Creative has been a leader in the PC audio market for as long as I can remember. In fact, the first Sound Blaster card hit the market almost 20 years ago, which can be considered an eternity in "computer years".
During this time, Creative has launched about a dozen major soundcards, with their latest outgoing product being the Sound Blaster X-Fi series, which replaced the popular Audigy line a few years ago.
The X-Fi Titanium Fatal1ty Pro that we are testing today is Creative's latest offering in the series, making use of a slightly modified chip called EMU20K2 that adds native PCI Express support among a number of improvements and fixes over the previous generation of cards.
Aimed at audio enthusiasts and especially gamers, Creative offers two versions of the X-Fi Titanium Fatal1ty Pro. The one we are testing that could be considered the lite version of the package that includes mainly the soundcard, while a more expensive version adds a 5 ¼" I/O drive similar to the ones Creative has offered in the past. Other than the added module, a remote control, and the extra $50, the two products are identical.
Opening the box doesn't reveal a whole lot. The bundle of this $130 soundcard is scarce and consists of just a quick start guide, the drivers disc, and the card itself.
As mentioned above, one of the first things you will notice about the X-Fi Titanium Fatal1ty is that it uses a PCI Express x1 interface. If you don't have a x1 slot on your motherboard or don't have access to one (due to an oversized video card cooler, for example) you can always install the card in a larger slot, be it x8 or x16.
Besides the PCI Express interface, the card is very unique looking because of the cover that goes over the entire card. Upon first glance, this looks like a large heatsink covering all components, but in reality Creative added the cover for the visual effect that it creates and as a foundation to add the Fatal1ty and X-Fi logos, the latter of which lights up with a white LED when the computer is running. The cover is also used as a shield to protect the delicate capacitors that litter the card's surface.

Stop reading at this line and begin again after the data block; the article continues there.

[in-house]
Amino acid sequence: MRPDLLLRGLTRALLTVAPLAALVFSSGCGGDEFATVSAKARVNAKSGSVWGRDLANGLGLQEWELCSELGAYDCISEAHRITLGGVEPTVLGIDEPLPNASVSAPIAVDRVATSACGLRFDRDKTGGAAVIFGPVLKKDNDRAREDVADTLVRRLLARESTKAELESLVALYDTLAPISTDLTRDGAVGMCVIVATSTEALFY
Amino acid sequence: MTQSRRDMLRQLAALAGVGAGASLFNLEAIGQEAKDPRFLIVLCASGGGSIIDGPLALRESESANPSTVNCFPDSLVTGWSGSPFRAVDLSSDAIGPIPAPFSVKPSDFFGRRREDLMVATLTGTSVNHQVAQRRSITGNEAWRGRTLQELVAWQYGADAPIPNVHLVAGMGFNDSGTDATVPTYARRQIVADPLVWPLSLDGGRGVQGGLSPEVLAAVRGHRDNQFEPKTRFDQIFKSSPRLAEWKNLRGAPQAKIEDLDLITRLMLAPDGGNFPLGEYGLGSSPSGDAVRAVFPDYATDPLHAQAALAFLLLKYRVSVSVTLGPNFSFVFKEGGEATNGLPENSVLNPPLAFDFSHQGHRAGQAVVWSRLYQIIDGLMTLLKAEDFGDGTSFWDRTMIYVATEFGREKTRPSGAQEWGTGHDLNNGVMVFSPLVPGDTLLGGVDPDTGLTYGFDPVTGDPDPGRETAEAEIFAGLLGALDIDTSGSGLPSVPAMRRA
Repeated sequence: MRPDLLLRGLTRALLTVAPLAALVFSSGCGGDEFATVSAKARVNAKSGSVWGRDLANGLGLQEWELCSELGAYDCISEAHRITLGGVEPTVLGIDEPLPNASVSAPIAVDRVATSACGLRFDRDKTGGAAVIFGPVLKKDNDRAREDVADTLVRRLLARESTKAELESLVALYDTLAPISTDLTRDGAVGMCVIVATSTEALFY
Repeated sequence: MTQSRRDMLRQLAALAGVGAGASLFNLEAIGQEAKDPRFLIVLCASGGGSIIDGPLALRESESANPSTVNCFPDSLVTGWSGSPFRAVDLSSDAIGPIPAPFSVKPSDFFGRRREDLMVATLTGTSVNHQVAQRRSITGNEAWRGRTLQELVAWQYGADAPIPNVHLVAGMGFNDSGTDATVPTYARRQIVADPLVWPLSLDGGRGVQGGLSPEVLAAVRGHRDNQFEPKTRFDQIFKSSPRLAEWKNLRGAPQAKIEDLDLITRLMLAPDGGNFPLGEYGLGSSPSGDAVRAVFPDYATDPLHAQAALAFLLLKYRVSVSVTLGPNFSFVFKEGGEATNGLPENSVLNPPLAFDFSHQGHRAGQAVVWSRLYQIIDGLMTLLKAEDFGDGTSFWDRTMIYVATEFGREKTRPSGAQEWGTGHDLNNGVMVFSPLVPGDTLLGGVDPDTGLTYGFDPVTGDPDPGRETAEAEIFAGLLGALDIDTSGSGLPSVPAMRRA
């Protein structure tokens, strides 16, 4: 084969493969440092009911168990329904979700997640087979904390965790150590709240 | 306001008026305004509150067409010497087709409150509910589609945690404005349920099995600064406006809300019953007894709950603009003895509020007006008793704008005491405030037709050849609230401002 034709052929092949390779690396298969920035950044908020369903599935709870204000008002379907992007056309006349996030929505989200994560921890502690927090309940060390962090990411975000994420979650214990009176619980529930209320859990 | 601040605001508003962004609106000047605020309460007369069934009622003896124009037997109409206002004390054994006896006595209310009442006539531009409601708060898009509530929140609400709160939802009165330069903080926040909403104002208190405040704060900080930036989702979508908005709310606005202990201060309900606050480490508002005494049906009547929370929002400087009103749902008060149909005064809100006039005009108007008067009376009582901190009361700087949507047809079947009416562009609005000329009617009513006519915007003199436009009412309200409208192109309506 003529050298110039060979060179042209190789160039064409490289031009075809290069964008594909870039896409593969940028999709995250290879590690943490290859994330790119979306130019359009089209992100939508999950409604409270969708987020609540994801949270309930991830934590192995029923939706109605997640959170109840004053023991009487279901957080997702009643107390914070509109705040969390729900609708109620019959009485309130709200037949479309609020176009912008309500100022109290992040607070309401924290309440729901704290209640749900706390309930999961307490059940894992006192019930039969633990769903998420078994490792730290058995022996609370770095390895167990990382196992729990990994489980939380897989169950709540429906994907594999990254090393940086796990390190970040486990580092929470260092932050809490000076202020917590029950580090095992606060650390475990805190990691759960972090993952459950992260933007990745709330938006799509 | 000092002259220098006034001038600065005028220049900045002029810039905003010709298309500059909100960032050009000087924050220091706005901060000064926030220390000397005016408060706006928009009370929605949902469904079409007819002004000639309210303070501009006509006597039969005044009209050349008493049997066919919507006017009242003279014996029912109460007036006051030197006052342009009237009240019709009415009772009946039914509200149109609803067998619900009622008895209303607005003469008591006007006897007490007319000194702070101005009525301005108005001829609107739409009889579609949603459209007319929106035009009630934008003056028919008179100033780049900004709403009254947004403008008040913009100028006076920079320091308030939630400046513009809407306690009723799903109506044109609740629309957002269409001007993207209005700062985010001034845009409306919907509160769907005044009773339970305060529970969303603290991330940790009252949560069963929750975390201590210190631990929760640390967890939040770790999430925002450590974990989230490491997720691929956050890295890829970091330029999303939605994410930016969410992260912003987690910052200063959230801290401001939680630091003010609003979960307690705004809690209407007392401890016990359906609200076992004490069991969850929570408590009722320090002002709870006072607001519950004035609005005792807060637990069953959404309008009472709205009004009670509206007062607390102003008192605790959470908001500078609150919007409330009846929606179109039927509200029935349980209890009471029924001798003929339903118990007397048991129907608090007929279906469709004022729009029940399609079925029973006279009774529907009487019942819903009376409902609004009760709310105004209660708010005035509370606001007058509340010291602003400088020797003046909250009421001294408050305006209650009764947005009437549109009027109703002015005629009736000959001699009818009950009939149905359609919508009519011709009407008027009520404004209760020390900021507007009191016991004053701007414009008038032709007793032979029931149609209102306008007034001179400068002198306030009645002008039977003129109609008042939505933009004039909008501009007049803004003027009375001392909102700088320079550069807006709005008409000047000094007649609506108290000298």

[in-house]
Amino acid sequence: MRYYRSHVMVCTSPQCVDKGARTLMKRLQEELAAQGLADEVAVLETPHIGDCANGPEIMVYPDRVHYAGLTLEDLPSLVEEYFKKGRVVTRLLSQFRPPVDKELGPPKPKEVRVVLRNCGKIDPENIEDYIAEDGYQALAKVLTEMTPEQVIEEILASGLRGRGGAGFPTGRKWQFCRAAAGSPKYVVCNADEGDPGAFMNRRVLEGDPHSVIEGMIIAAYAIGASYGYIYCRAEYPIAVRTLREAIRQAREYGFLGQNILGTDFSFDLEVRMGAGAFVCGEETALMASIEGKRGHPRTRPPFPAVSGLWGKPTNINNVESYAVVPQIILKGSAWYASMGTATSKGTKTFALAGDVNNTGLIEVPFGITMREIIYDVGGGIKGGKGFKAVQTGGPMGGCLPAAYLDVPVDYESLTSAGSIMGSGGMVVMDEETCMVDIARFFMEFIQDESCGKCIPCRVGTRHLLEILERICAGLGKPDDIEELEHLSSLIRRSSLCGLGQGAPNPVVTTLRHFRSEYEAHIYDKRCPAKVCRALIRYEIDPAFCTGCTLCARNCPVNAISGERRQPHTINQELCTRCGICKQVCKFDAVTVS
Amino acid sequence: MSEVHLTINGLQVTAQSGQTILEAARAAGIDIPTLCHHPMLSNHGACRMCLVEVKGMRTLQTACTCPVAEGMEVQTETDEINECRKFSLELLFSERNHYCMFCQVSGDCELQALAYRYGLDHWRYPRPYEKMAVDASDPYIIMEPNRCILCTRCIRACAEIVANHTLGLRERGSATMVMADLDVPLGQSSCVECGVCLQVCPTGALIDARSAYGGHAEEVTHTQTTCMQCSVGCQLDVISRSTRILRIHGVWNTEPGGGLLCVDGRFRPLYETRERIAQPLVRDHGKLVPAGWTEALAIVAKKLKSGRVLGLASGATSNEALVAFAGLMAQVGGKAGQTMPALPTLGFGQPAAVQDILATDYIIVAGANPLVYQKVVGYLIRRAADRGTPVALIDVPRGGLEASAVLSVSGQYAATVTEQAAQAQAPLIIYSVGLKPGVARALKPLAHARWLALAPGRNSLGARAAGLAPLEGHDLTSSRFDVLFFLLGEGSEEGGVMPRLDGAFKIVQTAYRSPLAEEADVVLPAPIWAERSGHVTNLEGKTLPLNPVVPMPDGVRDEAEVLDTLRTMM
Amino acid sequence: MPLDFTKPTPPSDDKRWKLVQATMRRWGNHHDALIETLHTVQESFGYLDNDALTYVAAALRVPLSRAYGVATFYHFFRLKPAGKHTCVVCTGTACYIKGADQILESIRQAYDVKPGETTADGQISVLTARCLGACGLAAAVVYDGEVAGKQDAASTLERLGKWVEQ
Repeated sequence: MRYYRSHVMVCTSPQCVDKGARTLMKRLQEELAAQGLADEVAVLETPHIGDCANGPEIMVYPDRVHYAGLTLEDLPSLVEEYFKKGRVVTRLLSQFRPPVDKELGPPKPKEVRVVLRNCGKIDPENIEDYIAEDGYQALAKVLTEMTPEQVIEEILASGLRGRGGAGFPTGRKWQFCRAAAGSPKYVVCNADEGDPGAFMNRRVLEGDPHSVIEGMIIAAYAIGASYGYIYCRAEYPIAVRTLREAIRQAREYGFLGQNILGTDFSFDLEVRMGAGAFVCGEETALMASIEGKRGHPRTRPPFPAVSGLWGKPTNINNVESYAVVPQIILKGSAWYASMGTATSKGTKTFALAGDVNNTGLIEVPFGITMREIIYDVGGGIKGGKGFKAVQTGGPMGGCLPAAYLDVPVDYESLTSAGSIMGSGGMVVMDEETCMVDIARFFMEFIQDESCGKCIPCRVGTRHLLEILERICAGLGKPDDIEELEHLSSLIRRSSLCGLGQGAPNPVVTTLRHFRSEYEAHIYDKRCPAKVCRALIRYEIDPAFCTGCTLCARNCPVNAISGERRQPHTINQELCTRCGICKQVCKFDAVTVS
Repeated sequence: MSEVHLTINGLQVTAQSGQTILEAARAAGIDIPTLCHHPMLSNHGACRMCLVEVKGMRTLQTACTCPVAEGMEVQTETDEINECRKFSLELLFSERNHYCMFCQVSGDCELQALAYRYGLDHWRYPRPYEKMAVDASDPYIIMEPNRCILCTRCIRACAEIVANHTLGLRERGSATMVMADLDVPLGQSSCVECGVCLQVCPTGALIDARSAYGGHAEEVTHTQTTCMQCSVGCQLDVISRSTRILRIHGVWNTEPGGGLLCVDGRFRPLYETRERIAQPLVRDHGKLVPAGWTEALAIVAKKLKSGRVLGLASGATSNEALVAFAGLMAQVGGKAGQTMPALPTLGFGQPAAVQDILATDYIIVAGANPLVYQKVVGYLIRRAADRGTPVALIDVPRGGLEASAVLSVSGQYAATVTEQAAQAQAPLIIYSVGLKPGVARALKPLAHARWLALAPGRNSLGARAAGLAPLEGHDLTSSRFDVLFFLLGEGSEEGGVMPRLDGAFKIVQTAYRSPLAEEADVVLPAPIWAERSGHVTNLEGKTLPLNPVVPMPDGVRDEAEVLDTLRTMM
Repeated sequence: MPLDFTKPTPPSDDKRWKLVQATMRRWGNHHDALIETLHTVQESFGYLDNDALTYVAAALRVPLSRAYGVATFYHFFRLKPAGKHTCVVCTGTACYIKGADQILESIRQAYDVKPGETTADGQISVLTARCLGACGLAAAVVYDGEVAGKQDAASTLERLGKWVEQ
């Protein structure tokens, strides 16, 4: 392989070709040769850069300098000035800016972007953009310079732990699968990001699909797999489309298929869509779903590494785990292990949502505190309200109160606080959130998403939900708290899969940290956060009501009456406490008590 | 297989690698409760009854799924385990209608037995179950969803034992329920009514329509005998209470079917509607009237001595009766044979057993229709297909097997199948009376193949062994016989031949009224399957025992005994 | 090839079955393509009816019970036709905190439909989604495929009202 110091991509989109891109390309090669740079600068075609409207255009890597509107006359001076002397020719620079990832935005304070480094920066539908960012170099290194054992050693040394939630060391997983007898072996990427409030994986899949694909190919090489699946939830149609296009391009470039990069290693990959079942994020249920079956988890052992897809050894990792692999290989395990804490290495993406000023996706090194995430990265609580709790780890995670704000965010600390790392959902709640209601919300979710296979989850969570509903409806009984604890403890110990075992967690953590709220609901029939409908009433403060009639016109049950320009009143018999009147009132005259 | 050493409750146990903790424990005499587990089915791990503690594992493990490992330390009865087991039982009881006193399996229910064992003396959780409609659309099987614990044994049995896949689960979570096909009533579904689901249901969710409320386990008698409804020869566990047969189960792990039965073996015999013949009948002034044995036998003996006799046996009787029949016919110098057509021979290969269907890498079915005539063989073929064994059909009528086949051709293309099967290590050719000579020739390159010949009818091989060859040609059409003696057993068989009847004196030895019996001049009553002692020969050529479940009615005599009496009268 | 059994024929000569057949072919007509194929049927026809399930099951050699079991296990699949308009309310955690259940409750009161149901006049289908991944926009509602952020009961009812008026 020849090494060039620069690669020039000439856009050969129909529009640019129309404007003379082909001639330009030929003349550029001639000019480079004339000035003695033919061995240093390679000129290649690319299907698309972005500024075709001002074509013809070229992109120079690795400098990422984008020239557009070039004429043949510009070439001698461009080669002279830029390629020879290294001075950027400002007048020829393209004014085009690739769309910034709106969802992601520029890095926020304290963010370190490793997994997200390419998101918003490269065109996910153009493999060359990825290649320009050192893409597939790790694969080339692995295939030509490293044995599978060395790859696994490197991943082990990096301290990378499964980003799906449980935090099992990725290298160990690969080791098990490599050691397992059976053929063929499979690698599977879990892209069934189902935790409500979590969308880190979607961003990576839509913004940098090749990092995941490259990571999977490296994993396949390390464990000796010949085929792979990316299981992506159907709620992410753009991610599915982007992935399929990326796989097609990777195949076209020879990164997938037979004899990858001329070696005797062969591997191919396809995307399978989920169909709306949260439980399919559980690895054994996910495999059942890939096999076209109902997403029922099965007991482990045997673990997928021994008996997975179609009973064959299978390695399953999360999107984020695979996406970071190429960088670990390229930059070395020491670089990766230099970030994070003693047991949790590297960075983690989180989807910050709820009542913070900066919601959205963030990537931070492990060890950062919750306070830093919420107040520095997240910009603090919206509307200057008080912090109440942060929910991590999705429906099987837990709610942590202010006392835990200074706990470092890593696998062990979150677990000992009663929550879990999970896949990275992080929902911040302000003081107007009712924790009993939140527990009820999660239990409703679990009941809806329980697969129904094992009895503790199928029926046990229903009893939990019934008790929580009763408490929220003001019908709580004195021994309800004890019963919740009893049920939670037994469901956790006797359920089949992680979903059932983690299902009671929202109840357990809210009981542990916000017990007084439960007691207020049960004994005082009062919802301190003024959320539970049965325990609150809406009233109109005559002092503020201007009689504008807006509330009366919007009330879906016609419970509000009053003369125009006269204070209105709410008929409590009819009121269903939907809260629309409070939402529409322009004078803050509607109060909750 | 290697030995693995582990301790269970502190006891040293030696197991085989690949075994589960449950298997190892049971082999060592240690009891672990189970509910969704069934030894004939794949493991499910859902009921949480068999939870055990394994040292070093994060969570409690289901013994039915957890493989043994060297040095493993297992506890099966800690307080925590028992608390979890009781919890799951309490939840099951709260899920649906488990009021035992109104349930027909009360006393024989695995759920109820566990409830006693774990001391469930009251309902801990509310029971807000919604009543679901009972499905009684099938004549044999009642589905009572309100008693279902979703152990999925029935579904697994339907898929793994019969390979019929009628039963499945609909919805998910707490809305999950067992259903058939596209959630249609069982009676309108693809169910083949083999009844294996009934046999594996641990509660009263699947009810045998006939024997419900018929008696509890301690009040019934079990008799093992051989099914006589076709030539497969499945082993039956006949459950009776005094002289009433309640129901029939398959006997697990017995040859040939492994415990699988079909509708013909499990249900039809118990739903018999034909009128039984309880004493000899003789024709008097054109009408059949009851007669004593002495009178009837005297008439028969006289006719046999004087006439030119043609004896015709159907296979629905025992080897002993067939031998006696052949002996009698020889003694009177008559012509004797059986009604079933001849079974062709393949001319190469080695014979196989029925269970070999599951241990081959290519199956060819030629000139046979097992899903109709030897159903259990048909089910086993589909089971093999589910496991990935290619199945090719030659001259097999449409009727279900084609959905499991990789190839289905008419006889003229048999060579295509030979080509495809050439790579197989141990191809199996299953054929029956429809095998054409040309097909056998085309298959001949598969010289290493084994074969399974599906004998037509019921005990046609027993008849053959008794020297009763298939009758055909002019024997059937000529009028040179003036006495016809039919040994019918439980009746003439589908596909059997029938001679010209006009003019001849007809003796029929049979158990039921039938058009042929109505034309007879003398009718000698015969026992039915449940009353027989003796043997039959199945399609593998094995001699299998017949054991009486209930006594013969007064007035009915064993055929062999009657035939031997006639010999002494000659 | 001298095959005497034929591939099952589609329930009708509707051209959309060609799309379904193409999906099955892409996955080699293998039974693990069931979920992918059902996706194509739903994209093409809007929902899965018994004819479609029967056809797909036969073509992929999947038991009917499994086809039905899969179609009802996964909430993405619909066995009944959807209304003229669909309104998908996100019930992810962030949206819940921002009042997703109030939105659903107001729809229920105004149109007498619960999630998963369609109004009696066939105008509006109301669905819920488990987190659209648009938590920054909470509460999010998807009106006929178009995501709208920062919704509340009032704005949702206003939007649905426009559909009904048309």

On the back of the card we have the standard array of audio connections, including the line-in jack and four speaker-out jacks compatible with 2.1, 5.1 and 7.1 speaker systems. Also present are optical in/optical out connections that can be used for things such as gaming consoles and AV receivers, respectively.
Hardware installation went without issues as expected. I chose to install the X-Fi Titanium in a PCI Express x1 slot as I had one readily available. Software installation, on the other hand, was a bit more involved. Be prepared for this process to take a long time and require a few restarts. Also worth nothing, I experienced a blue screen of death (a.k.a. BSOD) during my initial install and had to start all over again.
This only happened once, after which I was able to successfully install the card's drivers and software. At this point it was made obvious to us that Creative has not made striding efforts to improve a nagging software installation that dates back to the days of the SB Live.
Creative includes an impressive software bundle with the X-Fi Titanium composed of lots of in-house utilities plus PowerDVD. For brevity, I will briefly cover the more relevant software and point out key features along the way in the next page.